Carbon, Mostly: Brinkiness & the Rights of Nature, 2015

Essay by Violet Snow

Cover of the catalog Carbon, Mostly: Brinkiness and the Rights of Nature, Sculpture by Christy Rupp

Carbon, Mostly: Brinkiness and the Rights of Nature, sculpture by Christy Rupp was exhibited at BCB Art in Hudson, New York, in 2015.

The catalog Carbon, Mostly is available for purchase on Blurb.

In the sculptures of Carbon, Mostly, ecoartist Christy Rupp takes a penetrating and playful look at the exploitation of the environment from the viewpoint of the animals and plants whose rights are being violated by human desires that foul the creatures’ nests as we inexorably degrade our own nest.

Imitating the movement of a bobble-head, the Kinetic Oily Turtle, a steel-framed wax being counterweighted with fishing sinkers, performs the flopping dance that pierces our hearts on the news after an oil spill. “Thanks for the sympathy,” says Rupp’s vulnerable, engaging turtle, “but look deeper. Check out the not-so-cuddly sediments and microorganisms that will stay polluted for years. And what about the people on the coast, dealing with contaminated land?”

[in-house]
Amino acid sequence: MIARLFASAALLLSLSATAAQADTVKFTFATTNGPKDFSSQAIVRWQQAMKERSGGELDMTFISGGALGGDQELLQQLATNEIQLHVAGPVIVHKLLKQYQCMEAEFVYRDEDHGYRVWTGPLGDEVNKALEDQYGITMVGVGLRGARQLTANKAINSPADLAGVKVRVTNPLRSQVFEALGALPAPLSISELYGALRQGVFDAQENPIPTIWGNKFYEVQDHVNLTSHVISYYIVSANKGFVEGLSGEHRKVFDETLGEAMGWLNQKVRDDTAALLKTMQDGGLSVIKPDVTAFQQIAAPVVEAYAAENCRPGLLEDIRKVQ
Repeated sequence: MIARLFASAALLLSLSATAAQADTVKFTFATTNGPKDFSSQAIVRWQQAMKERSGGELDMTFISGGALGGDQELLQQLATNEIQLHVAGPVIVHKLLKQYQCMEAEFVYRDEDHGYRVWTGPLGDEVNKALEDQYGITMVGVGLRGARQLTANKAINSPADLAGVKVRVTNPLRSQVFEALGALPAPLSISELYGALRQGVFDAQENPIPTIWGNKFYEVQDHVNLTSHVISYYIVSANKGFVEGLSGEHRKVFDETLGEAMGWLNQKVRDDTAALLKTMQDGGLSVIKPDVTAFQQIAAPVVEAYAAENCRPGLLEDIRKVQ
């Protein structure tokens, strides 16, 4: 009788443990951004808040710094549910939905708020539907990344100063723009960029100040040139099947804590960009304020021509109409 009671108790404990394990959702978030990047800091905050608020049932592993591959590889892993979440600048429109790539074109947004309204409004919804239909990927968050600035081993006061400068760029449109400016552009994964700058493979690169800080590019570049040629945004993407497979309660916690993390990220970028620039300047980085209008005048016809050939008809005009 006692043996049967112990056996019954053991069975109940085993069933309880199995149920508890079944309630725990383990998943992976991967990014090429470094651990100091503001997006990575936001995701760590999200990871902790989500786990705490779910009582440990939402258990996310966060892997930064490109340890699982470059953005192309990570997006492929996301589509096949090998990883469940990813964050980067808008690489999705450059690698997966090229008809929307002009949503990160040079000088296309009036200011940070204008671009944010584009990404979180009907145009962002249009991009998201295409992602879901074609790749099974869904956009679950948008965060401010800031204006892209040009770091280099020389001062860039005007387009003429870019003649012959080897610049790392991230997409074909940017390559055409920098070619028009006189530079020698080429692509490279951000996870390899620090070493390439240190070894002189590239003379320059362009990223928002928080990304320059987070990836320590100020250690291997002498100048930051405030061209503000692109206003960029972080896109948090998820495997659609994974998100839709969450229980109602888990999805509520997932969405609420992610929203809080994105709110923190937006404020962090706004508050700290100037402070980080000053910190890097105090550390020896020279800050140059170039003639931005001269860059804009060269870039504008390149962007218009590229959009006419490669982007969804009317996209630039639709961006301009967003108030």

A life-sized manatee skeleton is made with gold credit cards and plastic gift cards, under the title Remaining Balance Insuficient.

“Not so many of us left,” murmurs the manatee. “And you can’t buy me more time with that fake stuff you call ‘money.’”

Meanwhile the spirits of plants, ants, and other creatures are represented through welded steel, wax, and paper, emblazoned with the bio-pirated formulas of exotic chemicals derived from these endangered species. “You take our bodies and sell them as healing drugs at tremendous profit,” they sigh, “but how will you heal us?”

Rupp’s work embodies the breathtaking ironies of ecological crime while offering deeply symbolic, unforgettable images that amuse us, while inspiring us to take our proper role as stewards, not ex- ploiters, of nature.

Essay by Violet Snow, August 2015